• copy of previous appraisal
        • if you’re changing the exterior appearance of the house, it is helpful to know if you anticipate problems with your neighbors
        • neighborhood covenants, if any

        4) “Walk and Talk”  – One of my favorite things to do is to be guided around a house by potential clients, listening to what they do and don’t like about their homes.  It is fun to learn what they wish for, what they’ve already changed, and how they see themselves living there.

        10 Rules of Thumb for Remodeling

        As an architect who specializes in major remodels of older homes in Seattle, I often meet potential clients who ask the same questions:  Should we add a second story?  Should we build an addition into our backyard?  Should we tear down and start over?  Or, should we fix this and flip it?

        Each house and owner is unique, but there are some basic rules of thumb for making this important decision.

        Rule of Thumb #1: The Big Picture

        If you are uncertain about living in this house for at least 5-7 years after the major remodel is completed, then your efforts should focus on wide market appeal instead of what is uniquely important to your family’s lifestyle. The concept of owning the same home for 30 years and having the same job, or career for that matter, is a thing of the past.  Some project types have very high, immediate return on investment (ROI) ratios, such as kitchen and bathroom remodels.  According to Remodeling Magazine’s “Cost vs. Value Report, 2008-09”, a mid-upscale kitchen remodel in the Pacific Northwest averages between $62,997 and $119,361 Construction Cost with a 81.9%-87.3% ROI, and the same quality bathroom remodel in that region averages between $18,452 and $58,317  with a 76.2%-79.5% ROI.

        Rule of Thumb #2: “Location, Location, Location”

        Counting on your neighborhood to “transition” in 5-7 years time is a risky move and should be considered a gamble.  If your intent is to use the equity to move to a nicer neighborhood, then make choices that are appropriate to this house in this neighborhood.   Save the splurges for the house that you intend to keep in a neighborhood that is certain to support the investment.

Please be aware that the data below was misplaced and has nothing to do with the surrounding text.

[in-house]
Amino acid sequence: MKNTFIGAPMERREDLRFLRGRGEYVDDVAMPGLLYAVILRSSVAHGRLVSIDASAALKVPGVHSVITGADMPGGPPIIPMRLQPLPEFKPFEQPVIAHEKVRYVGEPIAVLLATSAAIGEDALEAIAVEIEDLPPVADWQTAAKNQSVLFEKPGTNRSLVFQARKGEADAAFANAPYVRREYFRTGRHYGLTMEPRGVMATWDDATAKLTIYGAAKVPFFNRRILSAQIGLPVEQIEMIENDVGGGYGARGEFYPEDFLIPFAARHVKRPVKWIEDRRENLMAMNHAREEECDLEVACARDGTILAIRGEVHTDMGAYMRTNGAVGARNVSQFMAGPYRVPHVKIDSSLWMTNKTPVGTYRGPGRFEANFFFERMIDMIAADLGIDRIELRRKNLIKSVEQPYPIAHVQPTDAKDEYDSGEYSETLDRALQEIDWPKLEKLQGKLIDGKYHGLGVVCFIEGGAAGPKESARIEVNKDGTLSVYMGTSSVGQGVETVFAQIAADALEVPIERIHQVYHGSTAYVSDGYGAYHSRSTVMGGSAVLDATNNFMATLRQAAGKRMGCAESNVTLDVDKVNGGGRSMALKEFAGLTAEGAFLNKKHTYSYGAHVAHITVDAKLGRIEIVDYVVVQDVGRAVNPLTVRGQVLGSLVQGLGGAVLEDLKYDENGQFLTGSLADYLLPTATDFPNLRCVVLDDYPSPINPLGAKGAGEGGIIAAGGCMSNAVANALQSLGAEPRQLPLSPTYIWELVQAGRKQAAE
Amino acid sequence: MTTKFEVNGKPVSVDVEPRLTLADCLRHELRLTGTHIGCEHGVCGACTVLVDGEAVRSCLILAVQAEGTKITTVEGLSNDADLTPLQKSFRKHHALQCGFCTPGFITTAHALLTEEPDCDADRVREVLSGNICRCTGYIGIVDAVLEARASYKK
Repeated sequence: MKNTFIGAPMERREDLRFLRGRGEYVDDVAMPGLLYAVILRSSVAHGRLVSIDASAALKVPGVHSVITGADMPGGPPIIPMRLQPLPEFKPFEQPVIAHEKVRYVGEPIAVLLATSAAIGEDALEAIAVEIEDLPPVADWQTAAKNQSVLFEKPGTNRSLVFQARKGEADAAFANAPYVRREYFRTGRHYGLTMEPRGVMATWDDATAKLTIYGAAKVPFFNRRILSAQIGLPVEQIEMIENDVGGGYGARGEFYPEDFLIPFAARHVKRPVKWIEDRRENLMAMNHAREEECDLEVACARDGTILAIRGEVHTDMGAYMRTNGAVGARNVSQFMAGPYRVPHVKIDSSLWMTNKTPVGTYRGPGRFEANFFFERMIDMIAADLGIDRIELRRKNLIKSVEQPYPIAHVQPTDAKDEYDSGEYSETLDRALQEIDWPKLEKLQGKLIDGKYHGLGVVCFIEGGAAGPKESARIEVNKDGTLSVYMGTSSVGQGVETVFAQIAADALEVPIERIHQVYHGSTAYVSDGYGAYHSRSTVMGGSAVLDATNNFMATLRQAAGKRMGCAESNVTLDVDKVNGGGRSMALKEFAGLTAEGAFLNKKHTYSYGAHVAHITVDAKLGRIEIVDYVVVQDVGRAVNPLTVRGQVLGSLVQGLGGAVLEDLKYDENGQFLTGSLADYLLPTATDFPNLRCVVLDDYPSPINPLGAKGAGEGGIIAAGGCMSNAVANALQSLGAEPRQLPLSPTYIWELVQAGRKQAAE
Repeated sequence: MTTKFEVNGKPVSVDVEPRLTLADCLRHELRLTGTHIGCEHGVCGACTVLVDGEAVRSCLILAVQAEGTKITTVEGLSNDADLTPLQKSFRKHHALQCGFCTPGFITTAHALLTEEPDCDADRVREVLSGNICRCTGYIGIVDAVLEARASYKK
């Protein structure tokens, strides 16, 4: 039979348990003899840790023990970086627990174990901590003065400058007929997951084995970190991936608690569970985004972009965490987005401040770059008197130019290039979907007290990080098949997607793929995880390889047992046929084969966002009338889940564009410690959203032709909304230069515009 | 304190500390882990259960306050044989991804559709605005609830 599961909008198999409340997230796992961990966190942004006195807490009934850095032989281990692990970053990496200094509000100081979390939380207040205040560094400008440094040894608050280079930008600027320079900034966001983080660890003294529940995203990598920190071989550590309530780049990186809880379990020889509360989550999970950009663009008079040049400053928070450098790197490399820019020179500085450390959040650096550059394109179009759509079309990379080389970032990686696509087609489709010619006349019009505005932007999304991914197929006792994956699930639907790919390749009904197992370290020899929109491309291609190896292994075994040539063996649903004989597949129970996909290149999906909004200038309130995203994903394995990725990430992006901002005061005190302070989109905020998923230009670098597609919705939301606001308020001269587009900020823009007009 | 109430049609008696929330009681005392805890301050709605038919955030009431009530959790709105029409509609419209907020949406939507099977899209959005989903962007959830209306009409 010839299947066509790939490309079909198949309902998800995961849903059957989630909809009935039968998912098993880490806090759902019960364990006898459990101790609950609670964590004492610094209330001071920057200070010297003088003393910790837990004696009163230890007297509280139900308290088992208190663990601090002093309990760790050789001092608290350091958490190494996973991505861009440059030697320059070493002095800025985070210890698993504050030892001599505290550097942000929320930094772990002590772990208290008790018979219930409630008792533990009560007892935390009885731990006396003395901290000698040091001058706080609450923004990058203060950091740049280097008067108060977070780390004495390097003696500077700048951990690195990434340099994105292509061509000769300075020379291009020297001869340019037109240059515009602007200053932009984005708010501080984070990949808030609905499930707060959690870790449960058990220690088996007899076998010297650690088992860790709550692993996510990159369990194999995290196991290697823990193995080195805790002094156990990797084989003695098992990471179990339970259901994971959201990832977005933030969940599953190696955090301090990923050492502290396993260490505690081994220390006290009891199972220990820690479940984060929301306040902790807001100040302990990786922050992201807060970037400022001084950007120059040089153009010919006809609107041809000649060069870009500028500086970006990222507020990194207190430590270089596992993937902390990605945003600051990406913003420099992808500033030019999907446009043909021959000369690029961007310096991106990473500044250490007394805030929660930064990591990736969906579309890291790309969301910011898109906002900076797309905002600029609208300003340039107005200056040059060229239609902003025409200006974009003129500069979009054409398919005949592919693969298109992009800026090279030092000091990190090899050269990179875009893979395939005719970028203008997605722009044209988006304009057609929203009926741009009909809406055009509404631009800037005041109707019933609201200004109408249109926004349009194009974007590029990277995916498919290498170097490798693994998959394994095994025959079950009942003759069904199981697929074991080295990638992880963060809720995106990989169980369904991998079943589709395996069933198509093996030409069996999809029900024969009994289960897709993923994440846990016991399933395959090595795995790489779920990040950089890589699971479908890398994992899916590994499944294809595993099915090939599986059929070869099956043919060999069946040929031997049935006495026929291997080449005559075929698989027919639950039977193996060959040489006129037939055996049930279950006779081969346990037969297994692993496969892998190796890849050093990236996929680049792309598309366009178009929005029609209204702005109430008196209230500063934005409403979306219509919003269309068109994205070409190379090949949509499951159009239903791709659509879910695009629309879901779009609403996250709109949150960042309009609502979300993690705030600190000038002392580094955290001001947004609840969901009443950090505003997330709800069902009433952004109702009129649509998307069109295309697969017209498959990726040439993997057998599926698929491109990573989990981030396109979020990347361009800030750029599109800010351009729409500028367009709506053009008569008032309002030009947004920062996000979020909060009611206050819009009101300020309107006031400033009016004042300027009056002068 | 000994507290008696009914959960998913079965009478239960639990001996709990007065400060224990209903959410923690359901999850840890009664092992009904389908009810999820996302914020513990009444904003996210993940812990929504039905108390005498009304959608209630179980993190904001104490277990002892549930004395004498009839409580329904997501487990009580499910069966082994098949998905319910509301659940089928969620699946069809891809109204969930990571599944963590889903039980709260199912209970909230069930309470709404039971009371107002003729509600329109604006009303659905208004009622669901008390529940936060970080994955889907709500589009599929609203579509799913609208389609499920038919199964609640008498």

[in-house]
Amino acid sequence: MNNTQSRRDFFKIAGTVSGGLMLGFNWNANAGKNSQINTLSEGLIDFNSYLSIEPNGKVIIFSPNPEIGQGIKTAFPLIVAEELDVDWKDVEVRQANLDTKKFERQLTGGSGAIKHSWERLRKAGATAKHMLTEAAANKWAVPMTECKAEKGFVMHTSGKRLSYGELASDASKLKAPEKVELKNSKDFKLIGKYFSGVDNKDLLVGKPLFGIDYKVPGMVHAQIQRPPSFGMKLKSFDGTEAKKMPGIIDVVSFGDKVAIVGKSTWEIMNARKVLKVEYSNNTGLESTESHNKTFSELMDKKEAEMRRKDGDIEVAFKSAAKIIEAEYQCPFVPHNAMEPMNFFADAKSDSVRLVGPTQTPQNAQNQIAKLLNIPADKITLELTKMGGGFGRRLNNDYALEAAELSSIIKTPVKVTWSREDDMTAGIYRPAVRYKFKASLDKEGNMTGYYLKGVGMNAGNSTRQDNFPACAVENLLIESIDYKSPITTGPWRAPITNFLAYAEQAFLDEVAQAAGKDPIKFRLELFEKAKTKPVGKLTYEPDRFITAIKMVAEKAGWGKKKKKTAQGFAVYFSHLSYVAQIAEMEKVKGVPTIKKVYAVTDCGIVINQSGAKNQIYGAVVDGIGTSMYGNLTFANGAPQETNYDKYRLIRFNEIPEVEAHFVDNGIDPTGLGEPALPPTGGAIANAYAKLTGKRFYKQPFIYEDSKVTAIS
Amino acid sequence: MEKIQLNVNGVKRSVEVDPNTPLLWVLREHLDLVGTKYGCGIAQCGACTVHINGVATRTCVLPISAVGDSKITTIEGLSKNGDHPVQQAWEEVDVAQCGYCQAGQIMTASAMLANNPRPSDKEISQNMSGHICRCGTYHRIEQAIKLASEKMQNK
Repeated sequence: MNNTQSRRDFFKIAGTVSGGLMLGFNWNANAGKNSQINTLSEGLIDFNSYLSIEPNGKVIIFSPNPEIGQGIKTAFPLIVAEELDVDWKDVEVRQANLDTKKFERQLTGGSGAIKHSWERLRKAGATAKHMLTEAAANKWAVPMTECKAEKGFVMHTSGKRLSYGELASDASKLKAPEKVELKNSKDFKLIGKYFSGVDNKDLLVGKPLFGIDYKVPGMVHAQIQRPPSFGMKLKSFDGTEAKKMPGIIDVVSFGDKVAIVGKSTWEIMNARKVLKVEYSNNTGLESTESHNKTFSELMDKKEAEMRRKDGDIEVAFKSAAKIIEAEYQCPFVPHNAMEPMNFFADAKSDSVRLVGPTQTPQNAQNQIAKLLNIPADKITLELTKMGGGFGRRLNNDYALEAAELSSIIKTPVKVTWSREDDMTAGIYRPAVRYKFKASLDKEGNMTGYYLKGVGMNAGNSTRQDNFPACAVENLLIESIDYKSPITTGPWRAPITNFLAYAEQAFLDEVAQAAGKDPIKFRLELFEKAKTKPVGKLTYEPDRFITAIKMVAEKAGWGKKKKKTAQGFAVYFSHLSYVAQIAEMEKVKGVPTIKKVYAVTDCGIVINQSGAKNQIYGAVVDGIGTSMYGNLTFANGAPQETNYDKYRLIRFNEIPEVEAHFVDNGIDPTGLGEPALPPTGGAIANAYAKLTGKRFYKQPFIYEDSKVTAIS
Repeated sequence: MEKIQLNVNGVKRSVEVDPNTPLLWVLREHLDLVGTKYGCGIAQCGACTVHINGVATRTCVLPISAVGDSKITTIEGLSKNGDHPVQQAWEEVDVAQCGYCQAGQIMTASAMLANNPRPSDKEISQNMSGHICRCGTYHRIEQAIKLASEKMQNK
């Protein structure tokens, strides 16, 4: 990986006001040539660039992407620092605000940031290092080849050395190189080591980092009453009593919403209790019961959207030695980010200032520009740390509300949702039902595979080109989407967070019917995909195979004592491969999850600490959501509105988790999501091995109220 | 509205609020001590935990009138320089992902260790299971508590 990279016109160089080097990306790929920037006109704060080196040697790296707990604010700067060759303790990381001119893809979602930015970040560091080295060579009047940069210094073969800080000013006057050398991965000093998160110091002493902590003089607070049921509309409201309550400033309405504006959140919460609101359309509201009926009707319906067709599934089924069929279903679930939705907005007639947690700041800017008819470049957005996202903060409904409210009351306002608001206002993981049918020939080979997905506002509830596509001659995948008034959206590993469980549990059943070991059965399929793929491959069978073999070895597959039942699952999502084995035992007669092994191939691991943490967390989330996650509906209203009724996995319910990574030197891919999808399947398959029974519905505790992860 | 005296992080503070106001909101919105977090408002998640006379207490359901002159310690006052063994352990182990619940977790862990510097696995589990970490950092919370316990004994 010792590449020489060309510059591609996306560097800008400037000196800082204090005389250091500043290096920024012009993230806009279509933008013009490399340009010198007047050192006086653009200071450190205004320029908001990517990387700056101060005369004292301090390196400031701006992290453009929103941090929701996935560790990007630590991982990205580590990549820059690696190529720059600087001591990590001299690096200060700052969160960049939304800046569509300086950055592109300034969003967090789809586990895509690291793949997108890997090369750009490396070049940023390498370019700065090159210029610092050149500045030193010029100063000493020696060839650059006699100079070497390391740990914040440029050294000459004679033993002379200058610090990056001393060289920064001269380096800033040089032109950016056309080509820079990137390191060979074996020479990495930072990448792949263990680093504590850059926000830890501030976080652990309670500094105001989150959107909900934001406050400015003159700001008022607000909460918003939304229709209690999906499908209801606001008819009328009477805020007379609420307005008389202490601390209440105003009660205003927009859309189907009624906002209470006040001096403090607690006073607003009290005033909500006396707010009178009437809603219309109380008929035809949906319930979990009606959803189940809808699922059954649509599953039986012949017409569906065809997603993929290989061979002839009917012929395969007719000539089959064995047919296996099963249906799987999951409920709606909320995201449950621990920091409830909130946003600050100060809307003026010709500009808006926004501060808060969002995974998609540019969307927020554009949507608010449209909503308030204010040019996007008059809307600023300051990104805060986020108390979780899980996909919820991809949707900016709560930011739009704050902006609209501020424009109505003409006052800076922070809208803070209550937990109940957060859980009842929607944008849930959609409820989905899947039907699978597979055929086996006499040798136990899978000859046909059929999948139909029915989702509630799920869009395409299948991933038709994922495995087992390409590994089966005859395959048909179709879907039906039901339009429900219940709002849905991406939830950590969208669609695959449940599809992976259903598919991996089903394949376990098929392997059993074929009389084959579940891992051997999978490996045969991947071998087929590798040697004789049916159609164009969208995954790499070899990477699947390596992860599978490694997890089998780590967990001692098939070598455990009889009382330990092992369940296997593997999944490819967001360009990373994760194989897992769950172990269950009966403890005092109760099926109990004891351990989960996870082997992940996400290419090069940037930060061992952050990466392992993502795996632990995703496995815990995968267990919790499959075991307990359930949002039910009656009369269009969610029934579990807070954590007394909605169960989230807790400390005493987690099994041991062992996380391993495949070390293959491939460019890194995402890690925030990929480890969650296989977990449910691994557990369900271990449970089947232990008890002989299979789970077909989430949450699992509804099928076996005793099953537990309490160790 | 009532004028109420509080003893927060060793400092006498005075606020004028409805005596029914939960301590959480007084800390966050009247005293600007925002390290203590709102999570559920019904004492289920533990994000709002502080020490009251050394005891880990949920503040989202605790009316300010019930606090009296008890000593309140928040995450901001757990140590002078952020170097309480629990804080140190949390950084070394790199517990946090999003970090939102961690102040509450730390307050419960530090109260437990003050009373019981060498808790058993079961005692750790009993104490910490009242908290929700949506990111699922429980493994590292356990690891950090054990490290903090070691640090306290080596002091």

Rule of Thumb #3: If it’s broken, fix it.

        I once interviewed with homeowners whose house was full of things that needed to be fixed, including an unfinished basement remodel.  The house was already a 4 bedroom, 2 bathroom house with a 1-car garage; they were contemplating a second-story addition to include 3 more bedrooms and 2 more baths.  When complete, their house would have been the biggest on the block, and their resources would also have been completely exhausted.

        Sometimes fixing the space you already own has a greater potential return on investment than trying to outweigh what is old and broken with new square footage.

        Rule of Thumb #4: Consider leaving it alone.

        Major remodels should result in major changes.  Unless this is your last home, don’t spend money changing all the cabinetry in the house simply because you prefer maple over walnut (or vice versa).  After all, you bought the house with those cabinets in it, and the next person who shares your tastes will probably still buy the house…as long as they believe the house is a good value.

        Rule of Thumb #5: The more phases, the more the project’s cost.

        Remodeling in phases costs more.  It is always less expensive to have skilled labor come once to your house to do all of the work rather than to have them come three times to complete a third of the work each time.  This is true even without considering the inflated costs of labor and materials. Homeowners are often surprised to find out that the second phase of work may cost as much as the projected total cost only two years ago for all phases. Planning to complete work in phases should only be considered if you either a) intend to stay in the house long enough to undertake all of the phases of work or b) execute the phases which result in the greatest return on investment first.